The bill, which takes effect next March, removes minor infractions made by parolees as reasons to be put back behind bars, such as being late for an appointment or missing a curfew.
De Blasio said only those inmates who don't "pose an immediate threat" will be released, and in some cases, the city will have to go back through courts to get them out.
RELATED | Rikers Island officers 'scared to go back to work' amid spike in violence
Additionally, Hochul announced the state corrections department will start moving 200 prisoners from the city-run prison to state facilities in the coming days.
Hochul called Rikers "volatile," where too often "parole becomes a ticket back into jail" because of technical violations like drinking or missing an appointment.
The mayor praised the governor for signing the bill.
"She is acting to help us get a number of people out of Rikers immediately," he said. "It looks like initially that could be several hundred people, which could be tremendously helpful. We've got to reduce the population the right way."
Still, the mayor also had harsh words for the large numbers of correction officers and supervisors calling out or simply not showing up at Rikers daily.
"This is a very cynical situation," he said. "We know officers have tough jobs. We are doing everything we can to support them. But when officers fake being sick and stay out inappropriately, when they are AWOL, they are hurting all their fellow officers, they are hurting everyone. And the union has not been a productive player. They have been quite counterproductive in all this. We are now laying down very, very tough rules, making clear anyone who is not truly sick, they have to report to work or be suspended for 30 days."
New York City Department of Correction Commissioner Vincent Schiraldi praising the bill signing.
"Governor Hochul has my utmost thanks for prioritizing the signing of this critical legislation, which marks a huge step forward in ending the era of mass incarceration, and its cousin, 'mass supervision,'" he said. "Eliminating non-criminal, technical parole violations is the decent, humane thing to do and it will only increase public safety by disrupting the incarceration cycle at a critical point, when people are reintegrating into the community. I also wholeheartedly thank the governor for using her discretionary power to implement facets of the bill that we can benefit from immediately without waiting until March."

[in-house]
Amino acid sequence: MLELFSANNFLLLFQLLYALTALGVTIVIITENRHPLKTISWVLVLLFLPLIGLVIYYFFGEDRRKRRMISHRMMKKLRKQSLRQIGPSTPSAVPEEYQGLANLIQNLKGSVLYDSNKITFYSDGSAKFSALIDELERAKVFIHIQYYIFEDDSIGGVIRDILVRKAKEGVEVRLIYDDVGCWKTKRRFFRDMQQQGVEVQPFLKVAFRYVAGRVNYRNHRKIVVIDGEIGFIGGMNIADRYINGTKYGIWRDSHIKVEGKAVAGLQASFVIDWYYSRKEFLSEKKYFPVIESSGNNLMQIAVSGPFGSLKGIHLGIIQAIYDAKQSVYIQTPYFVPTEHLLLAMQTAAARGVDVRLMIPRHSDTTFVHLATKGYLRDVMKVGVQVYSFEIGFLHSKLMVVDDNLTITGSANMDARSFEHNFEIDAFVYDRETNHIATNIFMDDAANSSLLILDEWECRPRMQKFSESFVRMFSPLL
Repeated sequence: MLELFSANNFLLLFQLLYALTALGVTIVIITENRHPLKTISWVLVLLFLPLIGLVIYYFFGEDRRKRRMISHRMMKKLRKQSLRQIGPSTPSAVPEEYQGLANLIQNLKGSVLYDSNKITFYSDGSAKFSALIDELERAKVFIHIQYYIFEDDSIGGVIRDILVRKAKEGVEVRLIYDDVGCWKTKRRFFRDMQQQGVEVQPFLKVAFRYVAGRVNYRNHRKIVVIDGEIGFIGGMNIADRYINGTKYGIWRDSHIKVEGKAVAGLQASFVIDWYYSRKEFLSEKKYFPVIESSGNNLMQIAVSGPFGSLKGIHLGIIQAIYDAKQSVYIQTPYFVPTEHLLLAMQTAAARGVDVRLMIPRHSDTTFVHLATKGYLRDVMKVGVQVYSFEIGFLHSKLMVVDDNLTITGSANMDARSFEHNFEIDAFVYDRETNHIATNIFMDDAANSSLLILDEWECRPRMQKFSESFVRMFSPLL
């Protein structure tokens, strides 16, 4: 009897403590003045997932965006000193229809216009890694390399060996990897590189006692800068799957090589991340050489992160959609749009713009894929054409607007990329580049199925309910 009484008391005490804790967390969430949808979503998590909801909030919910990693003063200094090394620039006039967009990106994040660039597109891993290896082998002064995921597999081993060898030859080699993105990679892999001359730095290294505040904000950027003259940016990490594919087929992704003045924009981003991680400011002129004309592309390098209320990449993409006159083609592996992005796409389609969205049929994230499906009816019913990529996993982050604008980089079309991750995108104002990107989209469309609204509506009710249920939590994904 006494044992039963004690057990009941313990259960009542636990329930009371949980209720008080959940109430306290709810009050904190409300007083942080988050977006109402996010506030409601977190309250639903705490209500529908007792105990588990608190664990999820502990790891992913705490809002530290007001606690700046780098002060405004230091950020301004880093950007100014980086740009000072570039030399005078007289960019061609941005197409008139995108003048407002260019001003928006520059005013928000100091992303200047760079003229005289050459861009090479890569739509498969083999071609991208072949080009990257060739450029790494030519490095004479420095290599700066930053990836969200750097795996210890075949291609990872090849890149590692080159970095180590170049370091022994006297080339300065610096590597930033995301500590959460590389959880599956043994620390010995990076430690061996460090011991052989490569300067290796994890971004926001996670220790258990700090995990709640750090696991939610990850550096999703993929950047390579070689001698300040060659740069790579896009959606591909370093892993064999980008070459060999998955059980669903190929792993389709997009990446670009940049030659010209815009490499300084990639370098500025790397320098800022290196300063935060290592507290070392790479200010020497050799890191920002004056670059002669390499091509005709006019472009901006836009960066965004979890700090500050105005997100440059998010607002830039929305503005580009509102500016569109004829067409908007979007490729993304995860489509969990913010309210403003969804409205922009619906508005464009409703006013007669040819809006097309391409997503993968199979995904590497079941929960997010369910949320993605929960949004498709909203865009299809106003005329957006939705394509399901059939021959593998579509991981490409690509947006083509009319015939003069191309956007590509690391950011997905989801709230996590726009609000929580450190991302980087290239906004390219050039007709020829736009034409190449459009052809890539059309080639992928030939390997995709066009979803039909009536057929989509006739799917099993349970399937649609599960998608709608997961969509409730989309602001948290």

Republicans in Albany, however, were quick to speak out against it.
"Albany Democrats today quadrupled down on their pro-criminal, anti-victim, and anti-law enforcement policies by ordering the blanket release of hundreds of criminals with their "less is more" law," Senate GOP leader Rob Ortt said. "Under One-Party Rule, violent crime has been on the rise across the state. It began with Democrats' so-called "bail reform" in 2019 - and it will undoubtedly become worse with this new law signed today. Aside from the fact that New York will once again favor criminals over victims, perhaps the most frightening element is that this law was actually written in-part by a convicted killer. By signing this bill into law, Albany Democrats are saying "less is more" means less criminals behind bars, and more victims as a result."
The mayor's Emergency Rikers Relief Plan includes the following:
--Adjust staffing at courts by shifting NYPD to help operate courts, allowing some Department of Correction (DOC) staff to shift back to duty on Rikers
--Toughen accountability for AWOL staffers with 30-day suspensions for Correction officers who do not show up to a post.
--Expand medical evaluation capacity for staff with additional medical providers to evaluate DOC officers for duty
--Engage in emergency contracting to quickly repair broken doors, clean facilities more efficiently, distribute commissary more quickly, scan mail onto tablets to reduce drugs entering facilities, and more
--Speed intake to reduce crowding with a goal of moving people through the intake process in 24 hours or fewer. Two currently closed clinic spaces will be opened to allow greater capacity
RELATED | Protest held as New York City Council holds hearing on Rikers conditions
The mayor also called for actions across the justice system in the following areas:
--Enacting the Less is More Act
--Speeding up transfers out of Rikers into state-operated locations in five days or less
--Calendaring 500 court cases immediately out of the 5,000 people on Rikers Island in pre-trial, including over 1,500 people have been held for over one year
--Encouraging judges to use supervised release for non-violent offenders, instead of pre-trial detention at Rikers
The city is hiring 600 new officers this fall but the union says they have lost that many officers due to resignations and retirements over the past few months.
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